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The Frankish Reich

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About The Frankish Reich

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  1. You have a point. But at the risk of going all amateur social theorist on you - maybe both statements are true. The actual entertainment of the game itself is negatively impacted by all the reviews/stoppages/seemingly arbitrary decisions. But you're right: we're now in kind of a "meta" entertainment world, where enjoying the event itself seems to be less important, or at least less interesting to people, than arguing about what it all means and how history could have been changed. I will likely remember nothing about this year's Academy Awards, but I will remember that Kevin Hart was disinvited, or disinvited himself. Or that last year, or a couple years ago, it was all about "#OscarsSoWhite." That stuff we can still chew on long after the event is over. There's no topic posted here on the nature of, "Find Words to Describe the Brilliance of Mahomes Getting the Ball Around a Defender By Throwing Sidearm." Yet there's multiple topics about the game being rigged, about the OT rules needing changing, about what referee was assigned to the game, etc, etc. -- all "meta" topics. Maybe it's generational, and I know I'm on the wrong (well, older) side of the split, but I really think just making the call on the field and then moving on makes for a better real-time game experience. But the NFL, like everything else, is all about the "meta" level now, and they are masters of manipulating it. See the Great NFL Cycle of Life: Super Bowl -> Combine -> Free Agent Period -> Draft -> "Optional" Preseason Workouts -> Training Camp -> Roster Cuts -> Regular Season -> Playoffs/Super Bowl. All beautifully staggered to keep the talk and controversy flowing ....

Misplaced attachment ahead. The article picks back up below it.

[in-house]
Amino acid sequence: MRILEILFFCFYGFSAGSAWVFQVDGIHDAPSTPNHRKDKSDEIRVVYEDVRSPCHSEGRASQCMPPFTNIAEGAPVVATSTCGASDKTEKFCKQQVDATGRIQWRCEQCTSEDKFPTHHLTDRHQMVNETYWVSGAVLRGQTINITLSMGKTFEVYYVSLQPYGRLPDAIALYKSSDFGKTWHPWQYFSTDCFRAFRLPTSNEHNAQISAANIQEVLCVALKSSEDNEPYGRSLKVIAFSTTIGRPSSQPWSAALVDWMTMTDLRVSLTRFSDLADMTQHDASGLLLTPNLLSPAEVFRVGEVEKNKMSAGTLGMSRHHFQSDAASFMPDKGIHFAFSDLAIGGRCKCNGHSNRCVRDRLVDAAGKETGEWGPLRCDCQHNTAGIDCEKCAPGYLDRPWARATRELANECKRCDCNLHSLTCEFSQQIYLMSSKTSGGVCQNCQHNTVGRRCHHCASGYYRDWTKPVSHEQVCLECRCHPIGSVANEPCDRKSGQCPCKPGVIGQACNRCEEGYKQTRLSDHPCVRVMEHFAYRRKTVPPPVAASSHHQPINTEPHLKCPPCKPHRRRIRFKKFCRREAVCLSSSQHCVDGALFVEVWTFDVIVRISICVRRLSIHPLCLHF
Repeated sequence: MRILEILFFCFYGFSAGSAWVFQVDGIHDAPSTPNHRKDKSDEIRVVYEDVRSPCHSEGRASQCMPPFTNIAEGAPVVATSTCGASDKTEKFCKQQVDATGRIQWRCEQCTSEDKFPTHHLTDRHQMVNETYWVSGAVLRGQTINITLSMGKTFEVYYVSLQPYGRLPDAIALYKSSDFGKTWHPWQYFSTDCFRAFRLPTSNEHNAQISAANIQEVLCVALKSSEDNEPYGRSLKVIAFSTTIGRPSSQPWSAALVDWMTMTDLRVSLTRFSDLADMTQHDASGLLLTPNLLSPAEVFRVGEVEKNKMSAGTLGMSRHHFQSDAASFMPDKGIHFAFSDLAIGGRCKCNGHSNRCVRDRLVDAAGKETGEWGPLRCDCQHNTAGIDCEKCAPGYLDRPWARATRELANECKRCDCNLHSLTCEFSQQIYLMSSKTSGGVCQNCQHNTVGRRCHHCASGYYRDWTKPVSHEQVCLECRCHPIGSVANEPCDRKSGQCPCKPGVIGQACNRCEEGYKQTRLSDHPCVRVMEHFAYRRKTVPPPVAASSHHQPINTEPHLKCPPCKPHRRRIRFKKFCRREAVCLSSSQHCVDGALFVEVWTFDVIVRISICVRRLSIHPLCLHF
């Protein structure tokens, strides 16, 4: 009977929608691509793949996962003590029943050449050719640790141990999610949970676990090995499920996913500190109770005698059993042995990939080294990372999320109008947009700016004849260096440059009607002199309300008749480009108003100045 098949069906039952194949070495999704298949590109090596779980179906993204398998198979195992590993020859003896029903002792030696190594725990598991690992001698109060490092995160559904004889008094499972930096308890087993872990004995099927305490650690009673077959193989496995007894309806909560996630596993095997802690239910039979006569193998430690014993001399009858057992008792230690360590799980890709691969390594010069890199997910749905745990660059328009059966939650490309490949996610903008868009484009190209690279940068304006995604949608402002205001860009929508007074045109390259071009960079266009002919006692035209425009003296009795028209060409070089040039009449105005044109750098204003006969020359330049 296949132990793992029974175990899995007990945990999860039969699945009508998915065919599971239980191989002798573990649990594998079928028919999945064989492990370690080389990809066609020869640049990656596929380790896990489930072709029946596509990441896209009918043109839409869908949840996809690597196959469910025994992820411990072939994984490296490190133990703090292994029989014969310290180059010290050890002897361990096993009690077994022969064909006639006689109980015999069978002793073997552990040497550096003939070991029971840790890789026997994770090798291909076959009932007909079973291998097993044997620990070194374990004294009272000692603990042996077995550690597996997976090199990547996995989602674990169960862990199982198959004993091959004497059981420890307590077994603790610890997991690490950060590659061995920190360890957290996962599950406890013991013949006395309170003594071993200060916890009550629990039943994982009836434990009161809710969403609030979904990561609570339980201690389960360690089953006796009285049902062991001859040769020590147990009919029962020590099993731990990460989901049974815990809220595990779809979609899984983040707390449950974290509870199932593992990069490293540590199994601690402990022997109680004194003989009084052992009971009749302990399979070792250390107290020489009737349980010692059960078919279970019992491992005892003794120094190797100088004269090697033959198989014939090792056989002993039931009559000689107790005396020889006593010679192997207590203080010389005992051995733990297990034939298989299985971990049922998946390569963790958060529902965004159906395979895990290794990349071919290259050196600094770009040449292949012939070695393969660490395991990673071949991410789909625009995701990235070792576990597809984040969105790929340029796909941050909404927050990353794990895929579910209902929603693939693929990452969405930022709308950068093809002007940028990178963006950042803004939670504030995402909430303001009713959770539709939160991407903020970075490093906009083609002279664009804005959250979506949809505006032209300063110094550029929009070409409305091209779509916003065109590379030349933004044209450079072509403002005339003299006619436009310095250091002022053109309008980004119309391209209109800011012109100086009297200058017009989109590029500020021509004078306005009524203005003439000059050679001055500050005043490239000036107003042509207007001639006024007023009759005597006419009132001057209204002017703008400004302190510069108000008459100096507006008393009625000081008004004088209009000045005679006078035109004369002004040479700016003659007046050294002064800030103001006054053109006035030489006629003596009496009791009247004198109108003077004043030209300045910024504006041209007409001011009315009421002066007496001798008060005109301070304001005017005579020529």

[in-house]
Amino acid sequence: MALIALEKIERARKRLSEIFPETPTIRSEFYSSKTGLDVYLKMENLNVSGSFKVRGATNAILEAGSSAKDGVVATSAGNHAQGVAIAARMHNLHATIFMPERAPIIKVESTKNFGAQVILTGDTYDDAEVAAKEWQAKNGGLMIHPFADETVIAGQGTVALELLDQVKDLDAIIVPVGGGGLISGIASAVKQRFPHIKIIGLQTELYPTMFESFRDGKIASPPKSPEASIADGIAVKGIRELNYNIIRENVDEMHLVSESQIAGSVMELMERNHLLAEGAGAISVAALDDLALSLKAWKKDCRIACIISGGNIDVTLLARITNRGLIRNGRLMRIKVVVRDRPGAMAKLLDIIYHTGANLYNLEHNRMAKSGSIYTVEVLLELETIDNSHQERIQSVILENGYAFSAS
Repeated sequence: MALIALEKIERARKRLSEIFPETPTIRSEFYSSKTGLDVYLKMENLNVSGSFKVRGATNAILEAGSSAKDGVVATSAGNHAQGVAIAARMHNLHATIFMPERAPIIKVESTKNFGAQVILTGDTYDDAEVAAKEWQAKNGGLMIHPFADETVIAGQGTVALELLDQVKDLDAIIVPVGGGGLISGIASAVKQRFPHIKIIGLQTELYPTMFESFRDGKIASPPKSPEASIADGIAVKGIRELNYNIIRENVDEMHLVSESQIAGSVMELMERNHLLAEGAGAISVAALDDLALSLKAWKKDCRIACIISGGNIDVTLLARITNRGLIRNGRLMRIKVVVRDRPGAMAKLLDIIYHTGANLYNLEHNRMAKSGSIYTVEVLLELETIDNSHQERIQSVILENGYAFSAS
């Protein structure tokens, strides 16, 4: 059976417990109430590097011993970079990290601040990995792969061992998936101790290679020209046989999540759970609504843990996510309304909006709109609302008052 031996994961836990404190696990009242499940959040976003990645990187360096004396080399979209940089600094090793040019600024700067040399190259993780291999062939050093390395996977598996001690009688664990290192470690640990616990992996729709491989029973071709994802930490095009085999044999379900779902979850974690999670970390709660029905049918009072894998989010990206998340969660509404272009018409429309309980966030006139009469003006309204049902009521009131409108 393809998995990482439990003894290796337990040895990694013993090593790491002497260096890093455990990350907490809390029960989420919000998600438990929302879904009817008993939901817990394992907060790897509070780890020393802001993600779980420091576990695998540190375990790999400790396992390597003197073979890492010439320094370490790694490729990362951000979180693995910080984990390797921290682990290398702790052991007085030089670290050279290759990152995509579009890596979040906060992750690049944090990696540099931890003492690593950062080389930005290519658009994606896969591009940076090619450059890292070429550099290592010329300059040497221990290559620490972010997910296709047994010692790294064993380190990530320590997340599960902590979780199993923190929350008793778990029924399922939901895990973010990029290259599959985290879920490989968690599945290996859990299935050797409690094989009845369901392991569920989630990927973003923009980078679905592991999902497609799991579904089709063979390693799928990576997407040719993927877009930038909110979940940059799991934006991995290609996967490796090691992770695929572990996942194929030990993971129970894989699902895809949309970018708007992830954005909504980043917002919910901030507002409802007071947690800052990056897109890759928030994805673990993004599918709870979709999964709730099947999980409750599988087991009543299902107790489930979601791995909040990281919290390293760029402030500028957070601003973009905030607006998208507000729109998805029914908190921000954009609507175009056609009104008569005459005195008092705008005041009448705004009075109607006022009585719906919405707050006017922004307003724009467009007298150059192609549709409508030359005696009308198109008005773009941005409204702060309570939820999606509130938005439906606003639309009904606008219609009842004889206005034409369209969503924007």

2. The Frankish Reich

    OT Rule needs to change!

    Dude, regulation ended 31-31. The average points per game this year was 23.3. And yet someone will always say "defense wins." EDIT: and if you want to prove your point that defense wins, shouldn't the Chiefs get the ball so the Pats can have a chance to show how superior their defense is? How does giving one team the ball prove anything about the superiority of that same team's defense?
  3. The Frankish Reich

    OT Rule needs to change!

    No. My solution - in the playoffs! - is to simply play football for an additional 15 minutes. After that point, maybe it's time to start thinking about player fatigue and all that and to go to a more arbitrary mechanism of deciding a winner. In other words, soccer or NHL style. Because let's face facts: anything other than an extension of the normal game under the normal rules is an attempt to "force" a result that has a winner.
  4. The Frankish Reich

    OT Rule needs to change!